It’s all well and good knowing the future of work might be hybrid, but what does that actually mean for landlords? How should they prepare for that future?
PlaceTech contacted global flexible office provider IWG – owner of Regus and Spaces, among other brands – and European proptech VC firm Round Hill Ventures for a few practical tips and tech suggestions for office owners.
What are the biggest physical changes landlords will have to make to their workspaces to accommodate hybrid working?
IWG: It’s really dependent on what type of space the landlord has. If it’s office space, they may not need to do much beforehand aside from ensuring that it is kitted out in accordance with the new hybrid world of work, with spaces for collaboration and connection prioritised alongside the latest technology.
If the space was being used for a totally different purpose, there are various factors to consider, from the size of the building to the location and the different types of customer likely to be using the centre – whether that’s startups, larger corporates, or a mixture of both. IWG also has the unique advantage of having multiple brands for landlords to consider – from Regus and Spaces to HQ and Signature – ensuring there is a brand solution appropriate for any space they wish to convert.
RHV: I think as a prerequisite, landlords must always have the end user in mind when adapting physical workspaces. As part of that, they have to realise that office space will be used differently in a hybrid setting. If workers are given the freedom to shift between working from home and the office, then offices need to provide best in class amenities to give employees the impetus to return to the workplace.
Any physical changes that landlords decide to make has to ensure their comfort, as well as empowering them to perform to their highest level. Physical changes must ensure that all forms of working are facilitated in the office: introducing more physical elements such as collaboration areas with open seating will be key, alongside dedicated spaces for calls and focus work.
How can landlords know what changes they need to make to their specific spaces – what tools can help them understand their occupiers’ and future occupiers’ needs?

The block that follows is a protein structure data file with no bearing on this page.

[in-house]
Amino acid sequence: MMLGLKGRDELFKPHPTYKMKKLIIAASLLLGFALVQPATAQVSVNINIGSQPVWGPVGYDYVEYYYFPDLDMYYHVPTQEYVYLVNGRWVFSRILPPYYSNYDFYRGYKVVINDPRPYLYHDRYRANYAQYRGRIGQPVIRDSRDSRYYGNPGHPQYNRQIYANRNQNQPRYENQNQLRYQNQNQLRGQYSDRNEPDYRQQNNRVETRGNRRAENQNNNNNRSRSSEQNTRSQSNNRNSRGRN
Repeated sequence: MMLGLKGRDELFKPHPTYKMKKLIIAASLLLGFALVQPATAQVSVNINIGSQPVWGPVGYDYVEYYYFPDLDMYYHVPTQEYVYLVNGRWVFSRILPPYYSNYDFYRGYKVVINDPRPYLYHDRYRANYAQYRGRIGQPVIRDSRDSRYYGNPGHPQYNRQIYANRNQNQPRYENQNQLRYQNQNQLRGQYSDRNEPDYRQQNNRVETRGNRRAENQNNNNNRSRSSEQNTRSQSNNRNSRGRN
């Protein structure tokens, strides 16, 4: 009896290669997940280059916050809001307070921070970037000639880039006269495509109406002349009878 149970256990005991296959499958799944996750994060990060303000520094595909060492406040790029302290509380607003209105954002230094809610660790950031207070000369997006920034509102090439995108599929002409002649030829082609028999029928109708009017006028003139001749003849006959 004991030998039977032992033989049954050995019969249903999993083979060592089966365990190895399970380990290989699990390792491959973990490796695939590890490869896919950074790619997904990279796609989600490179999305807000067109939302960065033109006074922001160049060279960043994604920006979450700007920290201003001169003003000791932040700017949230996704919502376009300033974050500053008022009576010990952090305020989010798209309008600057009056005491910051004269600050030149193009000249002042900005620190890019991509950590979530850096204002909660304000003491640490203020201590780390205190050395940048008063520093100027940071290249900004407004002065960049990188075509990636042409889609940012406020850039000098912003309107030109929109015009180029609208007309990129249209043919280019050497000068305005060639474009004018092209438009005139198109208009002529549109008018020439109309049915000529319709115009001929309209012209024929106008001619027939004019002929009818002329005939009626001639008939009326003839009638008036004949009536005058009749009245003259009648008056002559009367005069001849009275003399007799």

IWG: Alongside keeping an eye on workplace trends, such as the desire for open, interactive spaces, breakout areas and meeting rooms for collaboration, landlords should keep an open dialogue with those who occupy their space, to determine their specific workspace needs. A large enterprise which might occupy one floor of your workspace, for example, might have very different requirements to small businesses and freelancers who drop in to use coworking areas.
RHV: First and foremost, landlords have to stay ahead of the curve by reflecting current trends of office utilisation. Covid-19 has brought a huge shift, empowering employees but also tenants. Hence the demand for smart spaces with flexible leasing models and a focus on tenant experience will continue to grow.
Proptech solutions will help landlords and occupiers to manage new working trends and turn challenges into opportunities. As the whole ecosystem of smart office solutions matured and gained importance during the crisis, landlords can choose from a variety of developed technology. They have the choice to either integrate single use case tech solutions, such as occupancy tracking; integrate whole tenant experience platforms which tackle multiple use cases; or use one stop shop solutions, which take care of flipping bricks and mortar assets into new smart flex spaces.
What is the best way for a landlord to introduce the services – booking, access to facilities, any optional extras – that hybrid or co-working offices need?
RHV: It really depends on each individual landlord and how they operate. Multiple startups across Europe continue to focus on developing operating systems to make offices more connected and work smarter, integrating the physical space for people working in the building with facilities management services.
I’ll give you an example: the Amsterdam based startup, Office App (just acquired by HqO) and the German app, thing-technologies, provide their own software which allows staff to interact with their buildings from one click of a button. It makes things like booking desks and meeting rooms much easier, and perhaps most importantly, gives facilities managers ways of being able to work smarter and improve the efficiency of their office spaces.